How I built my new PC

 
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Introduction
This article was actually written way back in 2008, and I was almost finished with it when I sort of lost interest of the whole thing. But upon doing a major update of this site, I came across these pages again, and so I decided to finish them. Just have in mind that the information found here still reflects what I knew back then, and that in retrospect I wasn't quite pleased with some of the components I chose.

It was originally meant to be a guide explaing how to build a PC, but for it to be a decent guide it would have had to be much more detailed and more generic where I would cover the various alternatives out there, for example if the computer should be for serious gaming (fast and expensive) or for simple generic stuff like net surfing (slow and cheap) or maybe even a compromise between these two things. So this article can't be considered to be a definitive guide to building a PC, but after reading it you might be inspired to try it yourself. When all this is said, it is quite possible that I will write a more detailed guide in the future.
 
The article is split into four pages:
 
Page 1  -  Introduction, Some general information & The components I used.
Page 2  -  Putting everything together.
Page 3  -  Some later upgrades and problems.
Page 4  -  New motherboard.



Some general information
Before we start I thought I should answer the question some of you might be wondering about now, and that question is:

"Is it very difficult to build a PC?"

And the answer to that is that it all depends on what knowledge you already have, but try to answer the following questions:

1. Can you use a screwdriver?
2. Are you able to read a manual if you're not quite sure how a certain thing should be done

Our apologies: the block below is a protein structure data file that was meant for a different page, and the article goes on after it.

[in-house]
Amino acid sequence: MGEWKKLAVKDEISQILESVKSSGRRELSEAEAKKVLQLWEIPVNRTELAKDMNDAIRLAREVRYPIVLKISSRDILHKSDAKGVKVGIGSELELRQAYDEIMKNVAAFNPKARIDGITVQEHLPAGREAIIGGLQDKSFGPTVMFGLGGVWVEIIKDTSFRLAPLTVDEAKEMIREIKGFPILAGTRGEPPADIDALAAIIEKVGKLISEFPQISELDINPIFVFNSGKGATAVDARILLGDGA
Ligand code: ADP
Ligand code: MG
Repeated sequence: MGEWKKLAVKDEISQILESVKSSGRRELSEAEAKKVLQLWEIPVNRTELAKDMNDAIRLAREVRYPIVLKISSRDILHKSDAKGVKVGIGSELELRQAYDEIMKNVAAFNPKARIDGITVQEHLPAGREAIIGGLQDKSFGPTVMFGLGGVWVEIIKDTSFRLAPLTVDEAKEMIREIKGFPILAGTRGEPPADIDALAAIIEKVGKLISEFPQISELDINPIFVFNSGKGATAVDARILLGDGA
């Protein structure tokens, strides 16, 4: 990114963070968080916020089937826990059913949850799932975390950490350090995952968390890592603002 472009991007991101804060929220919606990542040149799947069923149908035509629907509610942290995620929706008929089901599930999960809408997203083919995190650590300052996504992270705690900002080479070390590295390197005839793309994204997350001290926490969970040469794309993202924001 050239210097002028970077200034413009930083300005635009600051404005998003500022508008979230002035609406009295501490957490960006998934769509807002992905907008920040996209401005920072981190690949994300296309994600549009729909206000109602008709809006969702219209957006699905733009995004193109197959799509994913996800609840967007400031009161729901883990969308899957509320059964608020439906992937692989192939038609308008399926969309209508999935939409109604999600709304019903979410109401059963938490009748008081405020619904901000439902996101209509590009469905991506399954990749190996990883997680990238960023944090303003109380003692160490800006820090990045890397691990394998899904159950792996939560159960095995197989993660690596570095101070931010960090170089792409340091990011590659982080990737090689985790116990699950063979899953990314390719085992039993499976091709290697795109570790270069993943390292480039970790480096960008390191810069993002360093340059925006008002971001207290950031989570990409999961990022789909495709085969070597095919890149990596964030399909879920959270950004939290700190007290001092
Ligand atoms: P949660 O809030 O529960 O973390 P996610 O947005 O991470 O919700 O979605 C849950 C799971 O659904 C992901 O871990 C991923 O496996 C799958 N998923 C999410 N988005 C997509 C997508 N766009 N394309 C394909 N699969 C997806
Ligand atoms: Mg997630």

3. If you try to insert a plug or component into a socket and it doesn't seem to fit, are you capable of thinking about turning it around and trying again?
4. After turning the plug/component around only to discover that it still won't fit into the socket, are you able to figure out that maybe the plug/component shouldn't go in there in the first place?

If you can answer yes to all these questions, then yes you should be capable of building a PC! But don't get me wrong, it's not exactly like playing with lego, because components might get damaged if handled carelessly or incorrectly, and they are a bit more expensive than lego too. To put it like this: technical knowledge isn't the most important thing to have for stuff like building a PC, but you should have a certain degree of common sense (and that goes to life in general too :-).

Like mentioned above, you should handle your PC components with care, and one example of this is that you should hold the motherboard, graphics card and all other cards (like PCI) by the edges and not by having your fingers all over the components of the cards. Another thing is that you should never touch the connector part (which goes into the motherboard slots) of the cards.

Other than that I can also mention the dangers of static electricity which you can get in your body by simply walking over a rug or touching a door knob for example. In most cases this is harmless stuff which at worst can be a bit annoying, but it can be enough to kill computer components! The easiest way of getting rid of static electricity is by touching something of metal which is grounded, some examples of this can be the power supply unit in your PC or a radiator, or an alternative to this is to use an antistatic wrist strap.